When Richard Ben Cramer died Monday, at 62, of lung cancer, the outpouring of grief and gratitude began immediately. It’s hard to find a narrative journalist or a serious political writer that Cramer didn’t influence with What It Takes: The Way to the White House, his 1,047-page saga of the 1988 presidential race, or with [...]
Tag Archives: The Daily Beast
The first week of fall term ends today at Harvard, and the Nieman Foundation’s newest class of fellows is settling in. The Nieman fellowship, which next year will celebrate its 75th anniversary, brings together 12 U.S. and 12 international journalists for one year of study across the university. Fellows pursue the topics of their choice, [...]
When I was living in New Orleans during Hurricane Katrina and came back sometime later to see what was left, one of the things I found was the November 1998 issue of Esquire magazine. The cover with Mister Rogers on it was faded, and the pages were worn thin from rereading. There may have been [...]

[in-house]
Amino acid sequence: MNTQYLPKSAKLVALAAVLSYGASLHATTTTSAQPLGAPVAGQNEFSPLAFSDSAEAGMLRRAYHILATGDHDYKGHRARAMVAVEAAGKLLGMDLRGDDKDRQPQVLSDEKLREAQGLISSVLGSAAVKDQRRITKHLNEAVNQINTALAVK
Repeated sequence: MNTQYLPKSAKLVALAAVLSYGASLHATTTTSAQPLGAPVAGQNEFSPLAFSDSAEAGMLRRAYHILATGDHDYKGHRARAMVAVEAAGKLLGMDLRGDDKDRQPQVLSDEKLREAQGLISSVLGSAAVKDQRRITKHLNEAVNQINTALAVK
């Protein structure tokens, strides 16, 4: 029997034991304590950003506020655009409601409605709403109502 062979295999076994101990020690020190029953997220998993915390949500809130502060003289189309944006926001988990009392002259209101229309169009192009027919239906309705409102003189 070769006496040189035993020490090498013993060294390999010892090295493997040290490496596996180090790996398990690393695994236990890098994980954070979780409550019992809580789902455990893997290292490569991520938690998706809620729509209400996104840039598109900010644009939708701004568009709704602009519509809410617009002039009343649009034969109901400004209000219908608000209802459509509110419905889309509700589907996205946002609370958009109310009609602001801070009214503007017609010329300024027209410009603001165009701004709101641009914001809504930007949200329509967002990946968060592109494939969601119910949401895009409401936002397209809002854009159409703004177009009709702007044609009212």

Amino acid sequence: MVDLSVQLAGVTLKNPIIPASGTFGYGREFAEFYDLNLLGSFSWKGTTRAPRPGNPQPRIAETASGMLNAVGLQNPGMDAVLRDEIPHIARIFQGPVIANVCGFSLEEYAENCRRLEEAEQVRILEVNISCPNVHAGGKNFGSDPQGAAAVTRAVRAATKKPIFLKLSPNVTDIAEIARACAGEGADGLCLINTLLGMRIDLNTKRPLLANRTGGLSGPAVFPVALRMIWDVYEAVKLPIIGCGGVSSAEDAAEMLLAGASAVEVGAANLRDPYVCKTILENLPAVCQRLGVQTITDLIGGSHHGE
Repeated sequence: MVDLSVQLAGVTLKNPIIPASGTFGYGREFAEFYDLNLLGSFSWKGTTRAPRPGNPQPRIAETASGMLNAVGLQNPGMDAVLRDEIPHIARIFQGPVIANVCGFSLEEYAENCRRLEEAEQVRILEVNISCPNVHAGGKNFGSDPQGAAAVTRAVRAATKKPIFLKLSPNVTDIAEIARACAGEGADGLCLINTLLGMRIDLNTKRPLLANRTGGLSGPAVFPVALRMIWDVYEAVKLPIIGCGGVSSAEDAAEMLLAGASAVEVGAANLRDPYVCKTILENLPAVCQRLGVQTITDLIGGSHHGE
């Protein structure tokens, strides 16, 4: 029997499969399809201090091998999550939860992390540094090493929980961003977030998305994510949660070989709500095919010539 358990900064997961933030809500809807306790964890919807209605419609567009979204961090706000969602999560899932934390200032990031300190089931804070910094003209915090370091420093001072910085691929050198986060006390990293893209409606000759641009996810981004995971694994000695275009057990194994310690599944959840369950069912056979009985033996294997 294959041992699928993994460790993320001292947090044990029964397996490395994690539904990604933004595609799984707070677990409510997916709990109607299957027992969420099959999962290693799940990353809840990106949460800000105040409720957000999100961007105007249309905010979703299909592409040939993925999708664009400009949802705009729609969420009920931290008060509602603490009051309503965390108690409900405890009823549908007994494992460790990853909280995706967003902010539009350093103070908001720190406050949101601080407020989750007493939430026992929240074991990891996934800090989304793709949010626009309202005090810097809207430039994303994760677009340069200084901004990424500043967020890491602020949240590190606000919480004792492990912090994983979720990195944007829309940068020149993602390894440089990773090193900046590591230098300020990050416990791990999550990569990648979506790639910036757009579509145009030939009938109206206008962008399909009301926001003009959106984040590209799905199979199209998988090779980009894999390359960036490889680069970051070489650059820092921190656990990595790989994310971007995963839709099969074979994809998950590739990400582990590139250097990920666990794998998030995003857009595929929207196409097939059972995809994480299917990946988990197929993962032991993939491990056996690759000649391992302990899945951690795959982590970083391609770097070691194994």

Talking about narrative journalism, The St. Petersburg Times’ Lane DeGregory once told me
“One of the stupidest stories I ever did had the biggest response. It was an ‘up all night’ piece about what happens between midnight and 6:00 am. I had all these old ladies calling me up and saying, ‘I’m never up that late, and I didn’t know about any of this.’ It was so gratifying to take readers someplace.”
Taking readers someplace they are unlikely or unable to go is a prime service narrative can provide. Witness these two nicely done but very different stories:[caption id="attachment_972" align="alignleft" width="101" caption="Abhinav Ramnarayan"][/caption]
Supermarket, superstores—why not a supertemple? “The Many Gods of Ilford,” a Guardian trend essay on multi-god Hindu temples in former recreation centers, touches on religion and tolerance while revealing that cockroaches can evoke nostalgia. A few useful posted comments about disability, caste, and monotheism add to Abhinav Ramnarayan’s original piece.
Over at The Daily Beast, Tim Mohr’s “Did Punk Rock Tear Down the Wall?” looks at the East German ’80s punk scene and recounts the career of Die Anderen (“the Others”), a band that straddled the East-West divide.
What other keyhole views into history or a community have generated memorable narratives? We’d like to hear from you.